• Salmon and fatty fish
  • Plant protein like chickpeas and lentils
  • Turkey

10. Red Meat

Red meat contains high amounts of fats and calories. In particular, red meat contains high levels of saturated fat. You can also find saturated fat in butter, ghee, and cheese. Research shows that a diet high in saturated fats is more likely to cause obesity than a diet with lower saturated fat content.

11. Alcohol

It will probably come as no surprise that alcohol is not the best choice for weight loss. While drinking alcohol in moderation isn’t necessarily a bad thing, alcoholic drinks contain a lot of sneaky calories.

Although it’s perfectly fine to have a glass of wine occasionally, be mindful of what you’re drinking. Calories from alcohol are empty, which means they have no nutritional value. Drinking alcohol also reduces the amount of fat your body burns for energy.

Alcohol impacts your weight gain by making you feel more hungry, leading to unhealthy food choices. After a few drinks, the last thing you’re thinking of is a salad. Whether you gain weight from alcohol depends on what you drink, how often you drink, and what you eat when you do drink.

12. Smoothies

Sometimes it feels like smoothies are the picture of health. While smoothies can have the right intentions, they often fall short. Typically, smoothies are full of calories, sugar, and fat with more adventurous ingredients like nut butter or juice.

The problem is that the calories and sugar can quickly stack up with smoothies. One study from the UK found that sugar content in fruit juices, juice drinks, and smoothies marketed to children was unacceptably high. Researchers suggest that manufacturers stop adding unnecessary sugar and calories to these drinks.

The best way to have a smoothie is to avoid store-bought ones and make your own from scratch using whole food ingredients.

13. Dried Fruits

While dried fruit is nutritious and offers a whole host of benefits, it’s still full of sugar. If you eat too much of any type of sugar, it’s not helpful for weight loss. Because a lot of dried fruits are sweetened, it’s not a great choice.

What makes weight loss confusing is that it’s easy to think of dried fruit as a go-to healthy snack. If you want to include dried fruits in your diet, try making your own at home with no added sugar.

14. Coleslaw

Coleslaw typically consists of cabbage, carrots, and mayonnaise. While the cabbage and carrots offer nutritional benefits, the mayonnaise makes the classic side dish extremely calorie-dense. Just a small serving of coleslaw can pack over 200 calories and high levels of fat. Instead, opt for a salad with a salad dressing on the side.

15. Cheese

Cheese contains protein and calcium, but it’s also a calorie-dense food. In other words, even a small amount is relatively high in calories. Cheese is also usually high in saturated fat and salt. Remember that the type of cheese you eat is important as well. Something like cream cheese isn’t nutritionally rich.

16. Nut Butter

Reading food labels is essential when it comes to nut butter. Some brands contain plenty of sugar and, in some cases, high fructose corn syrup. Nut butter is naturally high in fat already, so the calories can add up quickly when you’re not paying attention.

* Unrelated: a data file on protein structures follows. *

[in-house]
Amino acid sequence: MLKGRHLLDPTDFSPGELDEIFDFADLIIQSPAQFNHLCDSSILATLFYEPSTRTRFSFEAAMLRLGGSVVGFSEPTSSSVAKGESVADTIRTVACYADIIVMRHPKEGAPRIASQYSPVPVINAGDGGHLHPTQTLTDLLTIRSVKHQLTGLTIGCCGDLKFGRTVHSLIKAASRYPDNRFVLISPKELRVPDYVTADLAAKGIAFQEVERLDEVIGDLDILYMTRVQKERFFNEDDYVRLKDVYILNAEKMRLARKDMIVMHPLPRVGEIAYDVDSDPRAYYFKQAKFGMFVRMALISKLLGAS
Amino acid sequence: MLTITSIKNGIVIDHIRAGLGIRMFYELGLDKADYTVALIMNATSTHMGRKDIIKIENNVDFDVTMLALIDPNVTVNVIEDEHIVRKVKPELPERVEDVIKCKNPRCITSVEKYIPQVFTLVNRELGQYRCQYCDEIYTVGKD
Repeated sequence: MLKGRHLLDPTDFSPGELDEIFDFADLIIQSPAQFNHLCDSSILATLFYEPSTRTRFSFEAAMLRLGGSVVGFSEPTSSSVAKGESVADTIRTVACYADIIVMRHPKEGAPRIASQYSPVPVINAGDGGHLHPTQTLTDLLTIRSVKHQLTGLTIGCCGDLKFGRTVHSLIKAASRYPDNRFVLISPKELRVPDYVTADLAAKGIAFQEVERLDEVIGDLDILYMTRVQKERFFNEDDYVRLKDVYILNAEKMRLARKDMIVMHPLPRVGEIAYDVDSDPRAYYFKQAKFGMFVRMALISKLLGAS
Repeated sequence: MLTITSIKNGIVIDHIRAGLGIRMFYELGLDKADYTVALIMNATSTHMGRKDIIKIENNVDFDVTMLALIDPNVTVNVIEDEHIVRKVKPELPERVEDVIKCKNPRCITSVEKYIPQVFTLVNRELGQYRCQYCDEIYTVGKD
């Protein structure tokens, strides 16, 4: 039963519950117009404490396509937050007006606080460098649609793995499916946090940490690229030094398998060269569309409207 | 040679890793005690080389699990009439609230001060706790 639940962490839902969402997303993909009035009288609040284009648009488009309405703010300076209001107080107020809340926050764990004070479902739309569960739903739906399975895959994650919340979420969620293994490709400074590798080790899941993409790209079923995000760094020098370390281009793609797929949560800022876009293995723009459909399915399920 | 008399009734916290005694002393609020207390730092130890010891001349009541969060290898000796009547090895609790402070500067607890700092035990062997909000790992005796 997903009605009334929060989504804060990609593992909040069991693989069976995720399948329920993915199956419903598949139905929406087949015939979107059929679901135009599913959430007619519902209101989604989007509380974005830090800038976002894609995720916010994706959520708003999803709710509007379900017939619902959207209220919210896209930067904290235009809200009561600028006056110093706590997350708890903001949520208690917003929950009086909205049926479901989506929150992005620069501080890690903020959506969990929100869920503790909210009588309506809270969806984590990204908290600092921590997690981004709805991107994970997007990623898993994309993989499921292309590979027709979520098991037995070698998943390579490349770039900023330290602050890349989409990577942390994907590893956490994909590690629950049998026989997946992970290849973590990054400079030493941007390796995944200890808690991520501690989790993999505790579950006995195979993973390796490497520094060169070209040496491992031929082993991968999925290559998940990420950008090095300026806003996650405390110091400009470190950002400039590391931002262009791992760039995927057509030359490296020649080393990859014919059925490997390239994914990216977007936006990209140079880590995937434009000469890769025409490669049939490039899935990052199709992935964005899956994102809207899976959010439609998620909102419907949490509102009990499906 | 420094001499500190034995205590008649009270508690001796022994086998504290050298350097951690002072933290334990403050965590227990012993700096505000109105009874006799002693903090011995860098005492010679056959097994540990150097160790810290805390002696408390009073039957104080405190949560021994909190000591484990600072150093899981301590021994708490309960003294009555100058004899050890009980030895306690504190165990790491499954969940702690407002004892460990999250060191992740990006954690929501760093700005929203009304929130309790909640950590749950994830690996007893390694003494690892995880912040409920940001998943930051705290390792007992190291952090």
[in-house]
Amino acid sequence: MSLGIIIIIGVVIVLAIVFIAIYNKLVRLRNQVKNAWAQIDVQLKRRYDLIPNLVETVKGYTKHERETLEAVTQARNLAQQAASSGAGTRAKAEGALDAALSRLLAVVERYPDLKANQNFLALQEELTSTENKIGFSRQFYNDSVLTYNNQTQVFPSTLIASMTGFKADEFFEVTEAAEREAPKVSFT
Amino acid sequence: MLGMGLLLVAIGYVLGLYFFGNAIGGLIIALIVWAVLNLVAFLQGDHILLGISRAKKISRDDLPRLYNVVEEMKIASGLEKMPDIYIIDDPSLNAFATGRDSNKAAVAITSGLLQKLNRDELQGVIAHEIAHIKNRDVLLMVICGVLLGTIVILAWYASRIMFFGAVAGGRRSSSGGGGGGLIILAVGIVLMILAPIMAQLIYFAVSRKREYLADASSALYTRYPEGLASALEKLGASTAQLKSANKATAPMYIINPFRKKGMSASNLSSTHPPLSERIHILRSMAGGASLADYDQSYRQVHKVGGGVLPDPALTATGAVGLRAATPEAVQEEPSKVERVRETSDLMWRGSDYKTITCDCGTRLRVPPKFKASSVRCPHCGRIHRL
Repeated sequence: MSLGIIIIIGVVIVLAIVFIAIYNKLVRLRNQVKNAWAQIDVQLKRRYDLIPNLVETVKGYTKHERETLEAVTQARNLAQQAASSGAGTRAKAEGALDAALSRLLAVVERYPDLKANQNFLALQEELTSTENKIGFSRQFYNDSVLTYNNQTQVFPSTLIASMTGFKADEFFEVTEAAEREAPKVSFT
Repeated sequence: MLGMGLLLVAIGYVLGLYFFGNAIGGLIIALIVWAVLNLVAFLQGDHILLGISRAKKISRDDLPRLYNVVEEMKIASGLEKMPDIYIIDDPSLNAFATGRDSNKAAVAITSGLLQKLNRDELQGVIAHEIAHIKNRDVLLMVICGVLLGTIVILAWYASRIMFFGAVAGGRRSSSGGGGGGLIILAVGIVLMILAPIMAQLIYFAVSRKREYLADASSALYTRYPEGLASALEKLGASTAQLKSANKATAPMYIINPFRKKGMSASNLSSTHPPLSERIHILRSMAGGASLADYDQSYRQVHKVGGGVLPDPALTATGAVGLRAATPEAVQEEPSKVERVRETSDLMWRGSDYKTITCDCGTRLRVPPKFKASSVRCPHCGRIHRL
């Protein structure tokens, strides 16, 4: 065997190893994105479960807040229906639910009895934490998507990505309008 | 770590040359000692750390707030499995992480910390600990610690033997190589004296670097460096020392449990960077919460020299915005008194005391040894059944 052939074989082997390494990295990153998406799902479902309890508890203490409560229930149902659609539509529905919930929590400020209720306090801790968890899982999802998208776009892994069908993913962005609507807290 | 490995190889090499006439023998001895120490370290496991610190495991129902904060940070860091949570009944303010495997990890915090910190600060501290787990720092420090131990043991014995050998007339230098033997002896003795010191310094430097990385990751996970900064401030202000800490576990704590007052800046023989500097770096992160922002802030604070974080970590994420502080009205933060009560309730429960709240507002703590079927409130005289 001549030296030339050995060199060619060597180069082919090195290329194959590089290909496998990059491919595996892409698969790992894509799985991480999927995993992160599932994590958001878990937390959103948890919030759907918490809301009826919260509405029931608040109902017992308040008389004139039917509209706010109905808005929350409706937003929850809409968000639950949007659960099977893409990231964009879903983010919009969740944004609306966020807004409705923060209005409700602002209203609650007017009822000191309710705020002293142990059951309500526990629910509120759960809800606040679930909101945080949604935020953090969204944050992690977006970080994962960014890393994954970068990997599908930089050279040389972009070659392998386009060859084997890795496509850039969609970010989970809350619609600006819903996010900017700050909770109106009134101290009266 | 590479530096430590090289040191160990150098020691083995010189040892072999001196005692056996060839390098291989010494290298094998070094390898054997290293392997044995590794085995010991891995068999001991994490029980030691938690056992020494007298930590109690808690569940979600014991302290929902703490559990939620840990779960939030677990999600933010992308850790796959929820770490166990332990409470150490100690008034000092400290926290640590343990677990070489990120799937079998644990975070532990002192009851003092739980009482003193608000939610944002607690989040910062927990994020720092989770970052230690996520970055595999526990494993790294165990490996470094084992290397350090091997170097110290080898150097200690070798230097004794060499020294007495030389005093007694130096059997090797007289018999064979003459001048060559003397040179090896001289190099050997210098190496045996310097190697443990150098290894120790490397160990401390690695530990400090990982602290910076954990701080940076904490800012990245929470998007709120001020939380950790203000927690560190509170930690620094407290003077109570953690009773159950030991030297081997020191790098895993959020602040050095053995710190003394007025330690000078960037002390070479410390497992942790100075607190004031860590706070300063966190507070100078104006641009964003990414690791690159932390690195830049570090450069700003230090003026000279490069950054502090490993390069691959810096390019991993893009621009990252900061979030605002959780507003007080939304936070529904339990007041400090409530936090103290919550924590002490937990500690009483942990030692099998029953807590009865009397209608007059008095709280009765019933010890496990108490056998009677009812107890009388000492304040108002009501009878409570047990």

If you love peanut or almond butter, try to find a brand or variety that just contains nuts and no added extras. Next, make sure to moderate your portion size as this is crucial for weight loss.

What Should You Eat When Trying to Lose Weight?

Navigating the world of weight loss is tough. Often, the key to weight loss is making small changes that add up over time. By understanding how your food affects your body and weight, you can begin to make decisions that have a greater impact.

Unfortunately, there’s no such thing as a quick fix for weight loss. It takes time and energy. Healthy and sustainable weight loss requires a different kind of approach. It’s important that you look at your diet and lifestyle as a whole. Weight loss and management often occur through combining healthy foods and staying active.

There is no one magic food that helps with weight loss. Instead, a balanced and healthy diet with a variety of nutrients is the way forward. Choose foods that are nutritious and leave you feeling full for longer, like:

  • Vegetables (non-starchy vegetables like cauliflower, kale, and cucumber)
  • Lean proteins (fish, egg, and legumes)
  • Whole grains (brown rice, barley, and bulgur wheat)
  • Healthy fats (nuts and seeds)

Building Long-Lasting Habits for Sustainable Weight-Loss

While some foods are obviously unhealthy, others are masquerading in the health food aisle. It’s probably not the best choice when it feels like you need a scientific degree to read a food label.

By choosing unprocessed and mainly whole foods, you can cut out a lot of unnecessary calories, sugar, and fat. You don’t need to go on an extreme diet or cut out an entire food group to start your weight loss journey. Rather, begin developing healthy habits and find out more about what’s in the food you eat.

When loading up your plate, think about having half vegetables, quarter lean protein, and quarter whole-grain carbohydrates. Things like alcohol, cakes, and sweet treats can easily derail weight loss, so be mindful of your intake. By focusing on nutritious foods that fill you up and do not leave you wanting to snack, you can support your weight loss.

Final Thoughts

Eating foods high in fiber will help to calm your cravings and keep you feeling full. Try to avoid unnecessary sugar and calories by keeping your pantry stocked with go-to healthy staples.

Remember that when shopping for foods for weight loss, it’s not just about calories. You want the foods you do eat to offer nutritional value too. You can still enjoy your meals and diet on a successful weight loss experience while cutting out empty calories that don’t fuel your body properly.